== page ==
When you start your own business, can you claim for your pre-incorporation expenses/expenditure? Pre-trading expenses are costs that you incur before starting your trade. In business, most new start-ups will incur pre-trading expenses businesses before they are formally set up.
It may be expensive when you set up a new company or new business. Therefore, it is essential to make sure that you are aware of pre-incorporation expenses treatment. It is also crucial to know what you can claim for, and as a result, your business will receive tax relief on these.
Whether you are a sole trader or you have your own company, you will incur costs before you start up. These costs before your trade’s commencement will vary in nature. You may also likely have to spend a fair amount of money to get your new business off the ground.
Therefore, you are likely to have incurred various costs even before your first day of trading when you make your first sale or start to provide your services.
When your business starts up, the set-up costs that you have incurred may have been a considerable outlay. As you are the person who incurred these costs on behalf of your new business, the good news is that you may be able to claim tax relief for these. You can do this by including them in your records as business expenses. As a result, these pre-trading expenses will be reflected in your company’s overall financial position. This will show in your business accounts at the end of its first year-end.
We have a first-timer’s guide to contracting in the UK. This gives a complete overview of what to consider when first starting up.
There are also some key differences to consider when looking at the differences between contracting and freelancing in the UK. These are also worth looking at.
Please also read our article covering tax tips for contractors. This contains a lot of handy tips and sound advice that you should be aware of when you have your own business. This includes our latest guidance for the best tax planning ideas.
Pre incorporation expenses -what to bear in mind
Pre-trading expenses will consist of the costs you pay out before the commencement of the trade. As a general rule, trade is unable to commence until you are:
- In a position to supply the goods and services that your business will provide (e.g., you have bought some stock); and
- In a position to offer to provide the goods and services to your customers and clients.
Pre-trading expenses -which costs are included?
The types of pre-trading expenditure for a small business or contractor that can be treated as deductible for tax purposes could include:
- Travel costs when you travel to attend business training courses, see recruiters, attend interviews, see the bank, etc.
- Stationery, printing, and postage costs.
- Capital expenditure such as business equipment. This may include a PC or laptop and peripheral equipment.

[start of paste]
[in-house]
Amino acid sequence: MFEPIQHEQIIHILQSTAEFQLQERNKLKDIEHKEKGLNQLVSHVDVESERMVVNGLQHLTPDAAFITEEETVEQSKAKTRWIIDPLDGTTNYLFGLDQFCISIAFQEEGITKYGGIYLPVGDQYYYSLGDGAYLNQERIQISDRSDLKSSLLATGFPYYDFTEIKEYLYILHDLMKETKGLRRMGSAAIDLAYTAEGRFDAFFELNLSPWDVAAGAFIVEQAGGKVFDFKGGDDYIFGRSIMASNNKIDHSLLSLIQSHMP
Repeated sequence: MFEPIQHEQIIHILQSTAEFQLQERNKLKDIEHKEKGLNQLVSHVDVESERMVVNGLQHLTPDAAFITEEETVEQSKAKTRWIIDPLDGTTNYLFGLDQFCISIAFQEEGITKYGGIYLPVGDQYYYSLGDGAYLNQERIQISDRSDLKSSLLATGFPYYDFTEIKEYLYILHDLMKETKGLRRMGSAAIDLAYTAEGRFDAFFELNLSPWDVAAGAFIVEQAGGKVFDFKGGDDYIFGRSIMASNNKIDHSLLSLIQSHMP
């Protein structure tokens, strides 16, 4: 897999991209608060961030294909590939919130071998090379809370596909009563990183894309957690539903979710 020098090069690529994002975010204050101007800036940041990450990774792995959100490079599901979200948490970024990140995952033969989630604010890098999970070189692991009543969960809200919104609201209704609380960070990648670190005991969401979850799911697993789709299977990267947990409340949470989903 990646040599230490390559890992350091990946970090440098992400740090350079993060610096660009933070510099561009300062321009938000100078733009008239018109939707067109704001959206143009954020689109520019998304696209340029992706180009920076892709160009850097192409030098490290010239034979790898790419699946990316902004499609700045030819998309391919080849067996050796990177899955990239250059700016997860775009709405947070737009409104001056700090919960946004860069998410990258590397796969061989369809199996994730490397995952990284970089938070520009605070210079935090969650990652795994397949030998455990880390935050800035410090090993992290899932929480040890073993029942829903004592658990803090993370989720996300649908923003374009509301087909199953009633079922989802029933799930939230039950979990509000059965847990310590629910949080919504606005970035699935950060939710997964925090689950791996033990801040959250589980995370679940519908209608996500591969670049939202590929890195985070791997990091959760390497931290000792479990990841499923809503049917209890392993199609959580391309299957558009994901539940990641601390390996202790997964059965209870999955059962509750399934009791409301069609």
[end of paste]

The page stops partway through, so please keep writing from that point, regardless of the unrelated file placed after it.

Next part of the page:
Furthermore, when you claim for these costs, they will need to be wholly and exclusively for the purpose of the trade.
Pre-incorporation expenses treatment
Once the business starts to trade, the pre-trading expenditure related to the trade profession or vocation will be treated as a deduction in computing the profits. Therefore, the expenditure incurred can be treated as incurred on the first day you began trading. As a result, this will reduce your tax bill. Therefore:
- If you have your own company, it will save Corporation Tax.
- If you are self-employed, it will reduce your Income Tax bill.
If you become VAT registered (you need to do this if your turnover exceeds £85K pa, or you can also opt to register voluntarily), as many contractors do, you can also reclaim the VAT element of your expenses that are incurred before company formation on:
- Any goods or products you bought up to four years before commencement.
- Any services you incur up to six months before the start of trade.
The Corporation Tax Act 2009 covers pre-trading expenses in more detail.
Please also see VAT notice HMRC VIT32000. This further explains the process of reclaiming VAT on pre-incorporation expenses treatment.
Once trading has started, you can claim much of the above-listed costs. This will be in addition to any other new costs you incur while running your new business.
As with all business expenditures, you need to keep evidence that the money was spent. This will come in the form of a receipt or invoice. Nowadays, many retailers will ask for your email address with the move to digital. Once you give them this, they can send the receipt to you digitally. Therefore, you will need to store your receipts, both paper and electronic, in an organised format, and then they can be viewed later on if the need arises.
It is essential to know about pre-trading expenses when starting your own business. Both company directors and self-employed people can save tax when they claim for these.
When you run a company, the expenses will be shown as costs in your company’s first set of financial accounts. When you are self-employed, the expenses will be included as costs in the self-employment section on your personal tax return.
We hope this guide will help you when you start your own business.
Link to Contractor Advice UK group on